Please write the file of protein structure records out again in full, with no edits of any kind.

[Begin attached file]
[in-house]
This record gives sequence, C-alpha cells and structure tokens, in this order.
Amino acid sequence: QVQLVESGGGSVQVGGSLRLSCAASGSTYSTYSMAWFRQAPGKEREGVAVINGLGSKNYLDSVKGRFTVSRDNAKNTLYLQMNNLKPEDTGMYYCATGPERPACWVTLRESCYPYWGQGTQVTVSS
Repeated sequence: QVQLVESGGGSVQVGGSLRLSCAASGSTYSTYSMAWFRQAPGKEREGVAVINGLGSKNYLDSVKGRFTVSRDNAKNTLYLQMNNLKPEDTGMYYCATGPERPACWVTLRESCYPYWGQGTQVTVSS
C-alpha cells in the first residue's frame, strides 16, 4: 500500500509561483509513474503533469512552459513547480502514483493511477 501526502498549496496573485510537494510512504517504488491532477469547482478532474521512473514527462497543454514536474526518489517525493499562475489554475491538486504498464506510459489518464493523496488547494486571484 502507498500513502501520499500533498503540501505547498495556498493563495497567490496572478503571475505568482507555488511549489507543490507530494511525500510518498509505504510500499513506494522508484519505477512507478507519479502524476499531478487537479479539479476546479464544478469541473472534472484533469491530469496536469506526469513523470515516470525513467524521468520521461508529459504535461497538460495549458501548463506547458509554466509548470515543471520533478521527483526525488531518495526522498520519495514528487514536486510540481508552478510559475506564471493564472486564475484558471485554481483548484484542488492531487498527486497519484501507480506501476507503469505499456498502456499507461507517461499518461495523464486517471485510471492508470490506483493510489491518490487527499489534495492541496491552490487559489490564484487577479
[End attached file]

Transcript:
[in-house]
This record gives sequence, C-alpha cells and structure tokens, in this order.
Amino acid sequence: QVQLVESGGGSVQVGGSLRLSCAASGSTYSTYSMAWFRQAPGKEREGVAVINGLGSKNYLDSVKGRFTVSRDNAKNTLYLQMNNLKPEDTGMYYCATGPERPACWVTLRESCYPYWGQGTQVTVSS
Repeated sequence: QVQLVESGGGSVQVGGSLRLSCAASGSTYSTYSMAWFRQAPGKEREGVAVINGLGSKNYLDSVKGRFTVSRDNAKNTLYLQMNNLKPEDTGMYYCATGPERPACWVTLRESCYPYWGQGTQVTVSS
C-alpha cells in the first residue's frame, strides 16, 4: 500500500509561483509513474503533469512552459513547480502514483493511477 501526502498549496496573485510537494510512504517504488491532477469547482478532474521512473514527462497543454514536474526518489517525493499562475489554475491538486504498464506510459489518464493523496488547494486571484 502507498500513502501520499500533498503540501505547498495556498493563495497567490496572478503571475505568482507555488511549489507543490507530494511525500510518498509505504510500499513506494522508484519505477512507478507519479502524476499531478487537479479539479476546479464544478469541473472534472484533469491530469496536469506526469513523470515516470525513467524521468520521461508529459504535461497538460495549458501548463506547458509554466509548470515543471520533478521527483526525488531518495526522498520519495514528487514536486510540481508552478510559475506564471493564472486564475484558471485554481483548484484542488492531487498527486497519484501507480506501476507503469505499456498502456499507461507517461499518461495523464486517471485510471492508470490506483493510489491518490487527499489534495492541496491552490487559489490564484487577479